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The Back Room => The Diner => Topic started by: Dry Brett Kavanaugh on June 06, 2022, 08:12:32 AM

Title: Your All-time 5 Favorite Literary Works
Post by: Dry Brett Kavanaugh on June 06, 2022, 08:12:32 AM
Mine:

Stendhal, Red and Black
Hermann Hesse, Narcissus and Goldmund
Thomas Mann, Tonio Kroger
Dostoevsky, Crime and Punishment
Dostoevsky, Idiot

Below top 5: Sons and Lovers (Lawrence), My Life (Casanova), Confessions of a Mask (Mishima), Seagull (Chekhov), Rich Boy and other short stories (Fitzgerald) etc.
Title: Re: Your All-time 5 Favorite Literary Works
Post by: vandermolen on June 06, 2022, 08:35:12 AM
Mine:

Stendhal, Red and Black
Hermann Hesse, Narcissus and Goldmund
Thomas Mann, Tonio Kroger
Dostoevsky, Crime and Punishment
Dostoevsky, Idiot

Below top 5: Sons and Lovers (Lawrence), My Life (Casanova), Confessions of a Mask (Mishima), Seagull (Chekhov), Rich Boy and other short stories (Fitzgerald) etc.
I would choose Crime and Punishment and Herman Hesse +
Dickens: David Copperfield
Dickens: A Tale of Two Cities
Saint-Exupery: Le Petit Prince
Title: Re: Your All-time 5 Favorite Literary Works
Post by: Mandryka on June 06, 2022, 08:49:21 AM
The Iliad
Gargantua and Pantagruel
Hamlet
Ulysses
A Dance to the Music of Time
Title: Re: Your All-time 5 Favorite Literary Works
Post by: San Antone on June 06, 2022, 09:16:36 AM
The Hamlet, Faulkner
Light in August, Faulkner
Blood Meridian, McCarthy
Suttree, McCarthy
The Civil War, Foote (3-vol. narrative history)
Title: Re: Your All-time 5 Favorite Literary Works
Post by: Jo498 on June 06, 2022, 09:30:13 AM
I don't reread books so often, which includes Great books. And even for some I've read two or three times (like all I am going to name), it's sometimes been a long time ago, so my appreciation might have changed considerably in the 20 years since I last read them.

Dante Alighieri: The divine comedy (I hope I'll eventually read Italian well enough to have another go with a bilingual edition)
Th. Mann: The magic mountain/Der Zauberberg (but see above, I read it once with 19 and once in my late 20s and totally loved it the second time, but it's been more than 20 years since then)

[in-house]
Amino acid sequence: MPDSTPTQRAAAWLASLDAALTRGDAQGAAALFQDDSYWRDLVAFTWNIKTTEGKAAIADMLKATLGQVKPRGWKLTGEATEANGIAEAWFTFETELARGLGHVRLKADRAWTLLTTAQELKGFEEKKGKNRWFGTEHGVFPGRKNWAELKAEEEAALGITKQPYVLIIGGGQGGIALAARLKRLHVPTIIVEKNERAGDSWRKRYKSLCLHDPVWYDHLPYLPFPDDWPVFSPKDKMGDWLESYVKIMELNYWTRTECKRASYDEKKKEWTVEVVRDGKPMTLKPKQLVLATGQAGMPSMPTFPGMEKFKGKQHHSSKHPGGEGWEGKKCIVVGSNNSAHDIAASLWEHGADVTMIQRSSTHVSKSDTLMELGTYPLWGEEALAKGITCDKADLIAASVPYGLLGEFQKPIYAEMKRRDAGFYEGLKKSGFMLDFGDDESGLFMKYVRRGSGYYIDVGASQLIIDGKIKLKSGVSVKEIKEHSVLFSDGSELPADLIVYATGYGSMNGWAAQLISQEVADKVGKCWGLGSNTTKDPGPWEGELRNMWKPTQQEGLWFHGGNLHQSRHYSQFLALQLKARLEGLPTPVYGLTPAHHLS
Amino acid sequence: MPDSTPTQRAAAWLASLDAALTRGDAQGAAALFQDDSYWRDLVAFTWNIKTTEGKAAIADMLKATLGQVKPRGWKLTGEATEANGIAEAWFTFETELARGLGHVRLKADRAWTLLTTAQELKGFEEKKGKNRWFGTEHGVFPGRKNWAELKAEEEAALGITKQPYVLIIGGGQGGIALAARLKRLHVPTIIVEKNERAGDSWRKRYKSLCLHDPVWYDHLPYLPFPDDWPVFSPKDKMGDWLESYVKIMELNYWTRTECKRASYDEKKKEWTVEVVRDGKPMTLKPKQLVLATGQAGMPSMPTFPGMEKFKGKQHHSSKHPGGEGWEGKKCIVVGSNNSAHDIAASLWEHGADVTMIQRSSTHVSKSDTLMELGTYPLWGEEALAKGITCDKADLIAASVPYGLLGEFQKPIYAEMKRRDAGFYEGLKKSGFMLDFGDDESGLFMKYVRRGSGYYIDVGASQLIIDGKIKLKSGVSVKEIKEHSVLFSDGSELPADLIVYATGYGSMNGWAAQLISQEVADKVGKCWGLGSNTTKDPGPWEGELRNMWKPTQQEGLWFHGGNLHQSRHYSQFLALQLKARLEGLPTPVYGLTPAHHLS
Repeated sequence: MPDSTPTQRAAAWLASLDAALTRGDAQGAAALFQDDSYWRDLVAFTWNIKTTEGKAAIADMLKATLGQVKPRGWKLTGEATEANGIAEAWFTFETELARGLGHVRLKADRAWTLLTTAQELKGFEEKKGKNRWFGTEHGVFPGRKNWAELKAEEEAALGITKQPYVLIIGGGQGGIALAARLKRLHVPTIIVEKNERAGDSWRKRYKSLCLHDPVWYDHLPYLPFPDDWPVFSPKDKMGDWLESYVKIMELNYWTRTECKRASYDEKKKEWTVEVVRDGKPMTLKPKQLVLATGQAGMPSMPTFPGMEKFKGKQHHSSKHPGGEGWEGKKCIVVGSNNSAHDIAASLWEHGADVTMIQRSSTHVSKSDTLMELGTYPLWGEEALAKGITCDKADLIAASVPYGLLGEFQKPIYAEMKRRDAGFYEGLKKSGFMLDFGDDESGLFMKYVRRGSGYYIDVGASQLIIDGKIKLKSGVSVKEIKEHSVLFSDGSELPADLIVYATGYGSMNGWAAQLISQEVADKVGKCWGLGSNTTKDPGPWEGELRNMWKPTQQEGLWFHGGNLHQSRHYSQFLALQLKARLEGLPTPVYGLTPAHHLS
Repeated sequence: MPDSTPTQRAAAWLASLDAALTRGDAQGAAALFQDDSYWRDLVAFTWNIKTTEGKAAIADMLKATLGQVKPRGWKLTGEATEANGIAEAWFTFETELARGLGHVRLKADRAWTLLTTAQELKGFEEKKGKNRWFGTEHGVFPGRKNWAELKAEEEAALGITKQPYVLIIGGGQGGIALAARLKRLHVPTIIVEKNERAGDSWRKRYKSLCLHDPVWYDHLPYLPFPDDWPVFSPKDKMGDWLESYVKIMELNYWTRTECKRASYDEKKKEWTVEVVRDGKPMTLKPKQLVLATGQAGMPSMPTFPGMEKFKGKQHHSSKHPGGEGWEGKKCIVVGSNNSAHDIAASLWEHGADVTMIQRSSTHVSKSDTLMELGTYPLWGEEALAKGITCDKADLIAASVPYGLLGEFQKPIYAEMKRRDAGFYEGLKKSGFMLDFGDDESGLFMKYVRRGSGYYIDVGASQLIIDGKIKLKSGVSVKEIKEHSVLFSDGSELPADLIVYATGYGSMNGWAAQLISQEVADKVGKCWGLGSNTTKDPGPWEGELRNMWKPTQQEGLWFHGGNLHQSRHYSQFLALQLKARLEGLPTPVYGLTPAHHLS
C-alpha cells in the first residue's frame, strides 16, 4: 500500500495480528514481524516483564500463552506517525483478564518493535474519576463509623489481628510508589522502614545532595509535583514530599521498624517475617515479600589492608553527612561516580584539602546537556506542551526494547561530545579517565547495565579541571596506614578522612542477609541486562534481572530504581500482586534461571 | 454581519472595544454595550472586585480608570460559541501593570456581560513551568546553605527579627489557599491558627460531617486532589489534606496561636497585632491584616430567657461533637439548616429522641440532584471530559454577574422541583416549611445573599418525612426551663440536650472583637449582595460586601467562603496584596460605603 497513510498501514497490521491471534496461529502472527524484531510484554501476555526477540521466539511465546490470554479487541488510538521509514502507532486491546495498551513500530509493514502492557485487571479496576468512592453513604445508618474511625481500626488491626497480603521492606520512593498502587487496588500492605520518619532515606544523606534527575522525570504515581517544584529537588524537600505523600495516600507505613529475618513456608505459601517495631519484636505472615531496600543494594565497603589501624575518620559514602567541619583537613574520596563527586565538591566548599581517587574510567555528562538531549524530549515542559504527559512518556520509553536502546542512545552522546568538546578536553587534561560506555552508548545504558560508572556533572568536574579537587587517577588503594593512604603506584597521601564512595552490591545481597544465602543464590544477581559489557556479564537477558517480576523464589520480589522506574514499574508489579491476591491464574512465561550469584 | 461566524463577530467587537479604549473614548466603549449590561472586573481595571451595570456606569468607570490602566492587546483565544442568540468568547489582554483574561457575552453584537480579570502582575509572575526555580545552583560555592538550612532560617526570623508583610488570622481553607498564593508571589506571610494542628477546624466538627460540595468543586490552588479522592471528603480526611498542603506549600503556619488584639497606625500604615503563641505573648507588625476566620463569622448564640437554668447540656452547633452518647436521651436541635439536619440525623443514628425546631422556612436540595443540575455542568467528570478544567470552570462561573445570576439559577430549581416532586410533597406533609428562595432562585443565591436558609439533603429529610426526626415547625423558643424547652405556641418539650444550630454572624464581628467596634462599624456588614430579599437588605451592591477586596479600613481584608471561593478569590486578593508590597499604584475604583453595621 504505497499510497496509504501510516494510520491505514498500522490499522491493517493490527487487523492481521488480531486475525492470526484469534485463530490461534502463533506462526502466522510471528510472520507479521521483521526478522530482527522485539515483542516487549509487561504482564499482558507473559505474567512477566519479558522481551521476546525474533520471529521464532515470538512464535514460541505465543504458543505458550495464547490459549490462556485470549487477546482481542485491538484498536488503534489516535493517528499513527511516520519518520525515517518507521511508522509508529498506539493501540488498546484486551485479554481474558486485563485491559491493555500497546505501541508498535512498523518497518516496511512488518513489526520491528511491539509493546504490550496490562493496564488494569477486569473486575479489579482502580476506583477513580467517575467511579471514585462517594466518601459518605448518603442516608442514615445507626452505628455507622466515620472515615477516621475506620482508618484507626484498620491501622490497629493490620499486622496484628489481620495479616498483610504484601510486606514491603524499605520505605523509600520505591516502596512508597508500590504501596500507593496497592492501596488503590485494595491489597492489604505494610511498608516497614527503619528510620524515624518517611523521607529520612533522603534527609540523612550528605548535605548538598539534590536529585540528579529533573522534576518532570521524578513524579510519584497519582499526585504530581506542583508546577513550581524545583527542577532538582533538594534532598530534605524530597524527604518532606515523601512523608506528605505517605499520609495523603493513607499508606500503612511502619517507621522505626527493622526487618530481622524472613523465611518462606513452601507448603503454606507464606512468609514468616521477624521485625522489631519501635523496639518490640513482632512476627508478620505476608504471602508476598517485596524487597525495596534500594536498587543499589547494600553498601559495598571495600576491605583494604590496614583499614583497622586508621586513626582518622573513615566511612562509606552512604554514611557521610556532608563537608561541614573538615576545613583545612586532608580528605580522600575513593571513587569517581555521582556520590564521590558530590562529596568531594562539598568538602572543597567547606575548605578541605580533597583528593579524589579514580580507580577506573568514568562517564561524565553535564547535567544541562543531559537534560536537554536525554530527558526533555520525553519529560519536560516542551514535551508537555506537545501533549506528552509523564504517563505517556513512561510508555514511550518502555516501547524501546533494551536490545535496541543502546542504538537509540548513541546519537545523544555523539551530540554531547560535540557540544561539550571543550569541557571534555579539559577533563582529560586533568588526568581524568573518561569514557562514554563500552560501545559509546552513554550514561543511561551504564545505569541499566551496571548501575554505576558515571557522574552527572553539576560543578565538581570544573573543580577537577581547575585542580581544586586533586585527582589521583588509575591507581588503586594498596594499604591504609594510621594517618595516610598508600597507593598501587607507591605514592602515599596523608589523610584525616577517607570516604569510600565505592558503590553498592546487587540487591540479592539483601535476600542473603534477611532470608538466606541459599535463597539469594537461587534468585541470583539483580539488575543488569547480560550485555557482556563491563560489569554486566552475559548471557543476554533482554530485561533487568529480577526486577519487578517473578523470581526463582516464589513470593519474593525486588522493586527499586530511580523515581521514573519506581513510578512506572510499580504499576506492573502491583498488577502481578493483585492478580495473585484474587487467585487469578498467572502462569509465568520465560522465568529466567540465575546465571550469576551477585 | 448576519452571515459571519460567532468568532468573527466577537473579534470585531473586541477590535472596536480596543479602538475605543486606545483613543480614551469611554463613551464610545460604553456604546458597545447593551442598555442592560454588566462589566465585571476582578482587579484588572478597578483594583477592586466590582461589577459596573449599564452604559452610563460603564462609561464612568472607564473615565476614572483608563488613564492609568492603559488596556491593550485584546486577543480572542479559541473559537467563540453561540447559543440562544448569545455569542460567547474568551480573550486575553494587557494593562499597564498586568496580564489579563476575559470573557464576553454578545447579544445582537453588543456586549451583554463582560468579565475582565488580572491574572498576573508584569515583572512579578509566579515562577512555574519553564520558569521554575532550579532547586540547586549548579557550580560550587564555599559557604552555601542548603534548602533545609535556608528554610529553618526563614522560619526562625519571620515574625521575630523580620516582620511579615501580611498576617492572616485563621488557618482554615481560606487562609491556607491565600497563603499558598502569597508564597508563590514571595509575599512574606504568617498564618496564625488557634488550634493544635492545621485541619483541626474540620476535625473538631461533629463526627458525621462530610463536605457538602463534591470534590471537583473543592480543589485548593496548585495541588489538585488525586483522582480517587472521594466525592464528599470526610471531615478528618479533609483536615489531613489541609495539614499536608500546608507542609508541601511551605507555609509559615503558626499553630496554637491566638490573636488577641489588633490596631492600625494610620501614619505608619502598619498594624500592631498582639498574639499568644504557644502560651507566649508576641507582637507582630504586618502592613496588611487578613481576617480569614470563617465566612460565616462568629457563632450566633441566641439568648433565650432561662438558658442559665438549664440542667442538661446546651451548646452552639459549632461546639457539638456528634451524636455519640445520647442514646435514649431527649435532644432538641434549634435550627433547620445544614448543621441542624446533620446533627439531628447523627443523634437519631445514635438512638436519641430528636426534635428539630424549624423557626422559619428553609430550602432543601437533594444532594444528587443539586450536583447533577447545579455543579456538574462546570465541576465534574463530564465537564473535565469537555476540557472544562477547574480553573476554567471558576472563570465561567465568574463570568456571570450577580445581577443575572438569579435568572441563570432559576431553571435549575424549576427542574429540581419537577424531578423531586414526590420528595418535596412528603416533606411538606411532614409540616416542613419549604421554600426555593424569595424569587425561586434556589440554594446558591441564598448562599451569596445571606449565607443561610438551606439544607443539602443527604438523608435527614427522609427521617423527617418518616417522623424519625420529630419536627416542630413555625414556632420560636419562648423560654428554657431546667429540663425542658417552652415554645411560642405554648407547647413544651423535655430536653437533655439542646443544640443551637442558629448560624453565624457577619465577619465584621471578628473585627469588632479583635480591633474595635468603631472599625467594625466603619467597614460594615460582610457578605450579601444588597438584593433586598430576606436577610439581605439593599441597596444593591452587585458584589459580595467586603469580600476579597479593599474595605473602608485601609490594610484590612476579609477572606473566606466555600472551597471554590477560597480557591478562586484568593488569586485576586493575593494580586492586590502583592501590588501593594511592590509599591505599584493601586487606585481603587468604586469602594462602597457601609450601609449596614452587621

Tolstoi: The death of Ivan Ilich (partly because I read his "big books" only once and too long ago and I wanted to include a shorter prose piece)
Dostoevsky: Crime and Punishment (I loved most of them in my 20s and read several at least twice, but it's a long time ago and C&P seems the least sprawling
Hugo: Les miserables (mainly because this was the first really "Great book" I read at 12, I've read it once again but this is was also long ago...)

next bunch:
Dostoevsky: Idiot, Brothers Karamazov, Demons
Hugo: Notre Dame de Paris
Bulgakov: Master and Margarita
Dickens: Great Expectations
Homer: Odyssee
Potocki: The manuscript found in Saragossa
Bronte: Wuthering Heights
Döblin: Berllin Alexanderplatz
Stevenson: Treasure Island (the first almost Great book I read with 8 or 9)
Title: Re: Your All-time 5 Favorite Literary Works
Post by: DavidW on June 06, 2022, 09:35:06 AM
Jane Eyre
A Tale of Two Cities
War and Peace
Jude the Obscure
Lonesome Dove
Title: Re: Your All-time 5 Favorite Literary Works
Post by: San Antone on June 06, 2022, 09:57:36 AM
Lonesome Dove

Could've easily made my list.  Great read.
Title: Re: Your All-time 5 Favorite Literary Works
Post by: ultralinear on June 06, 2022, 10:07:14 AM
In terms of frequency of re-reading, probably these:

Dostoevsky: Crime and Punishment
Boswell: Life of Johnson
Pynchon: Gravity's Rainbow
Murakami: The Wind-Up Bird Chronicle
Von Rezzori: An Ermine in Czernopol

The Von Rezzori is a real litmus work - people seem either to love it or hate it.  A massively ambitious first novel, which fails in almost every direction, and is, objectively, a real mess - one reviewer complained that "there's an entire chapter describing wildlife, for God's sake" - and yes, yes there is. ::)  It either fascinates you or drives you mad ... often both at the same time. :)  What redeems it is the humour, which is very dark. :o